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Deasy

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Ms.

Hamlet: Characterisation
Claudius
The presentation of Claudius is interesting. He is by no means the classic
villain of melodrama.
The more reprehensible aspects of his character are filtered to us entirely
through the speeches of the two characters he has grievously wronged,
Hamlet, father and son.
But there is another Claudius, rather different from the one seen by
Hamlet and the Ghost.
Sp allows us glimpses of this other Claudius from time to time, and
thereby humanises and balances the portrait.
Claudius is one of the many illustrations of the fact that SP, even when
confronted with the need to present evil characters, gives us men, not
monsters.
The attractive side of Claudius belongs, of course, mainly to the surface.
He behaves at the beginning like the typical kindly uncle, anxious to put
his nephew at ease and to make him feel at home in the court, holding out
to him the prospect of royal succession, and generally cajoling and
flattering him: But now my cousin Hamlet, and my son... Tis sweet and
commendable in your nature, Hamlet... think of us as a father... remain/
Here in the cheer and comfort of our eye... tis a loving and fair reply.
This courtesy, relatively unforced at this point in the play, extends to
Laertes and the ambassadors , although in the case of Laertes, the desire
to please is carried to the point of fulsomeness: And now, Laertes, whats
the news with you?... You told us of some suit, what ist Laertes?... what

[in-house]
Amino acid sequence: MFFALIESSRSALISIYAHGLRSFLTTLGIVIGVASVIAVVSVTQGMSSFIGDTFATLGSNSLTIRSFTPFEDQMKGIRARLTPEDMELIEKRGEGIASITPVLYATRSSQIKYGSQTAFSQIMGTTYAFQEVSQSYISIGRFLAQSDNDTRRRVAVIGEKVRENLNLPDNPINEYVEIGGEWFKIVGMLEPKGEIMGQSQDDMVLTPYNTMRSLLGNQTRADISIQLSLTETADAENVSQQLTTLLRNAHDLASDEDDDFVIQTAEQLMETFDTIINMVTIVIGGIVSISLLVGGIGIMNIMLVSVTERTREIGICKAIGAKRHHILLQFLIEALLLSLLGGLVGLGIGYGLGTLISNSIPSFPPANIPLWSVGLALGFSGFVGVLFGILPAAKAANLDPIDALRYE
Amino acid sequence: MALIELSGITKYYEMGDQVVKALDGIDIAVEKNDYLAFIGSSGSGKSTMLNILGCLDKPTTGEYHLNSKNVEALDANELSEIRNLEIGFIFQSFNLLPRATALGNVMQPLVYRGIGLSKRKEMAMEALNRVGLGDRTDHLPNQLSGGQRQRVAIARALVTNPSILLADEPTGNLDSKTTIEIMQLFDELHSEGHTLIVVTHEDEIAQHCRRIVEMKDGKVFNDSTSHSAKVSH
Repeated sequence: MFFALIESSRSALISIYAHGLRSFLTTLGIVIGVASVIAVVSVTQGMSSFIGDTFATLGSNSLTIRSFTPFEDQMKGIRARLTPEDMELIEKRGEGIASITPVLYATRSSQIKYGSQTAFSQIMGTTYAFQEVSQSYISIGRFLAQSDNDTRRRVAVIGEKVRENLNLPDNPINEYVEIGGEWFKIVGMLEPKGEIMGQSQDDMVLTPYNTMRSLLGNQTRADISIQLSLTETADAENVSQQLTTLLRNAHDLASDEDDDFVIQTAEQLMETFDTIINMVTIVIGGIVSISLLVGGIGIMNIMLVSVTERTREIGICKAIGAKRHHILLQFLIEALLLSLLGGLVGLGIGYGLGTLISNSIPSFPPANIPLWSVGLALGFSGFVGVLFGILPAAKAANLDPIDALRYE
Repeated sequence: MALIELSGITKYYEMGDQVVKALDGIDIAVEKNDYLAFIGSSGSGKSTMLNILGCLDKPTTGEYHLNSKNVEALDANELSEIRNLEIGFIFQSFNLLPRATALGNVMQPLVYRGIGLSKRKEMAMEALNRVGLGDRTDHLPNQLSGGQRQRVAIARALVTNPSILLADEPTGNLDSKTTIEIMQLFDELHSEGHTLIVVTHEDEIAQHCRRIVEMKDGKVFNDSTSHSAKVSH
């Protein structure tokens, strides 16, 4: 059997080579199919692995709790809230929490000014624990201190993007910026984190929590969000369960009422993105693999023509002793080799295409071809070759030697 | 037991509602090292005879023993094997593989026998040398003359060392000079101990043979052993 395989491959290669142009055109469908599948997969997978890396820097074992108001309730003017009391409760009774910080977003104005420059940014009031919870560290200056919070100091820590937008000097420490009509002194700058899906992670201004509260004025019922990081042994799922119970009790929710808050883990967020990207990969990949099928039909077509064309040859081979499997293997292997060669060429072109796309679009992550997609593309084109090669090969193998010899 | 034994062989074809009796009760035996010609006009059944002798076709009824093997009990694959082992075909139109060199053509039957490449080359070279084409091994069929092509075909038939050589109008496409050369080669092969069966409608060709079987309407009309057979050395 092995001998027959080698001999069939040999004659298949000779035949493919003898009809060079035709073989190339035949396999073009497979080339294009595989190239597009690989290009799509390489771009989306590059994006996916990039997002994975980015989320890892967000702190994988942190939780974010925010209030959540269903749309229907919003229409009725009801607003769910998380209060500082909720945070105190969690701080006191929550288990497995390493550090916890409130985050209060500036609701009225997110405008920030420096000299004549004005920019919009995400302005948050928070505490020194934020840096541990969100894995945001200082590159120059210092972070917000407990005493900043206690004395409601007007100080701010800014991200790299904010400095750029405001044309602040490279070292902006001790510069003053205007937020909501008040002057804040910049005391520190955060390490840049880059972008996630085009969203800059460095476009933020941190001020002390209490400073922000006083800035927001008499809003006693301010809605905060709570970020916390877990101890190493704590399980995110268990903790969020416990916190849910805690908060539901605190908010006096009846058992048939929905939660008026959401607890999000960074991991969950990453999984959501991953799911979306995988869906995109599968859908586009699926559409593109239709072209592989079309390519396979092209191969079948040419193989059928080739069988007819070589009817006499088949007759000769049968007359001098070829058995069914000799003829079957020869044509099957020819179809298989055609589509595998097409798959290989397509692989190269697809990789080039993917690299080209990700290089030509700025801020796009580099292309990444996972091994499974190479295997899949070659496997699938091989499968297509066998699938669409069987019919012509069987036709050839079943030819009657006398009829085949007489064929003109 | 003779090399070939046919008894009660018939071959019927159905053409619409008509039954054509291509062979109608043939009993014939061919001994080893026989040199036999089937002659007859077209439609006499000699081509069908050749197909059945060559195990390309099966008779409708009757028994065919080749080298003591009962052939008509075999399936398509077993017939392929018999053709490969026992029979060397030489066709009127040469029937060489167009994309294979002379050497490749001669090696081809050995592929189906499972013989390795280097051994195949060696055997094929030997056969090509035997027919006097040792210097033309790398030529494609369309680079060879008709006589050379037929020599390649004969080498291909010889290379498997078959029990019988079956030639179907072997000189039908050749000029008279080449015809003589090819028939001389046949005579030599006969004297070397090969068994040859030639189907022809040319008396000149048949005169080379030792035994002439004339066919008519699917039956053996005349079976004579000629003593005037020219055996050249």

wouldst thou beg, Laertes?... What wouldst thou have, Laertes?

Claudius, the Practical Monarch


Hamlets view of Claudius as king, as distinct from his hatred from him as
a man, is not borne out by the facts as they appear. His nephew sees him
as being a vice of kings and a king of shreds and patches.
We are, however, allowed to see enough of Claudius in his capacity as a
monarch to realise that he is an efficient, capable and practical ruler, with
considerable diplomatic ability which he turns to good account in the
Norwegian business. (1:2, 36-9)
Soon comes the news from the Gentleman that Laertes has raised an
armed rebellion, and that common cry is Laertes shall be king.
It is, however, at this point of most acute crisis that Claudius shows his
political skills at their most impressive; confronted by the armed Laertes,
he displays a rare presence of mind, considerable coolness in the face of
real danger, and, most ironically for a murderous usurper, an exalted
sense of the dignity of his royal office:
Let him go, Gertrude; do not fear our person.
Theres such divinity doth hedge a king,
That treason can but peep to what it would,
Acts little of his will.

(4:5, 122-5)

He insures his self-preservation by plotting treachery with the incensed


Laertes against Hamlet. He quickly converts a dangerous enemy into a
useful instrument of his purposes.
Hamlet may be able to win his verbal battles with Claudius, but the latter
is by far the shrewder plotter. He skilfully plays the delicate game of
accommodating his relationship with Gertrude to his irreconcilable conflict
with her son.